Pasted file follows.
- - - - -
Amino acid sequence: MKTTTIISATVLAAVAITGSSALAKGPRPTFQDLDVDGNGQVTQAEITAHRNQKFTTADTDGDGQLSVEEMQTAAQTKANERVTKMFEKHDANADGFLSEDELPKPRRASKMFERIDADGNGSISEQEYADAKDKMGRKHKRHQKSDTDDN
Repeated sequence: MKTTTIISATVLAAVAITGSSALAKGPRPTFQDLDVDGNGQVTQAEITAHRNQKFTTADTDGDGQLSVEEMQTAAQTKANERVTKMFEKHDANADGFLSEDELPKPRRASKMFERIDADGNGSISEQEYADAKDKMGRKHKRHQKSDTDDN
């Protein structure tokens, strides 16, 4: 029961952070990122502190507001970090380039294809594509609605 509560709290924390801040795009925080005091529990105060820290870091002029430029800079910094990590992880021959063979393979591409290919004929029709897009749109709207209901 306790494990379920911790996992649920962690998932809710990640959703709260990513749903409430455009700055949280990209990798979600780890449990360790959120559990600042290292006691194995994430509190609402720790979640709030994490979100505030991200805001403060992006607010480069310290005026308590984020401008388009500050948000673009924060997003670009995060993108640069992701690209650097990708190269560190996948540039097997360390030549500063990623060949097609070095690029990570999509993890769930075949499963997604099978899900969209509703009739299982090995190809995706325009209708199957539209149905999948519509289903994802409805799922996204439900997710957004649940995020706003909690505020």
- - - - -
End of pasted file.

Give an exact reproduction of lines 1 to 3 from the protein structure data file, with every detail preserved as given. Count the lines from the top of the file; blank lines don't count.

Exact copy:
Amino acid sequence: MKTTTIISATVLAAVAITGSSALAKGPRPTFQDLDVDGNGQVTQAEITAHRNQKFTTADTDGDGQLSVEEMQTAAQTKANERVTKMFEKHDANADGFLSEDELPKPRRASKMFERIDADGNGSISEQEYADAKDKMGRKHKRHQKSDTDDN
Repeated sequence: MKTTTIISATVLAAVAITGSSALAKGPRPTFQDLDVDGNGQVTQAEITAHRNQKFTTADTDGDGQLSVEEMQTAAQTKANERVTKMFEKHDANADGFLSEDELPKPRRASKMFERIDADGNGSISEQEYADAKDKMGRKHKRHQKSDTDDN
């Protein structure tokens, strides 16, 4: 029961952070990122502190507001970090380039294809594509609605 509560709290924390801040795009925080005091529990105060820290870091002029430029800079910094990590992880021959063979393979591409290919004929029709897009749109709207209901 306790494990379920911790996992649920962690998932809710990640959703709260990513749903409430455009700055949280990209990798979600780890449990360790959120559990600042290292006691194995994430509190609402720790979640709030994490979100505030991200805001403060992006607010480069310290005026308590984020401008388009500050948000673009924060997003670009995060993108640069992701690209650097990708190269560190996948540039097997360390030549500063990623060949097609070095690029990570999509993890769930075949499963997604099978899900969209509703009739299982090995190809995706325009209708199957539209149905999948519509289903994802409805799922996204439900997710957004649940995020706003909690505020």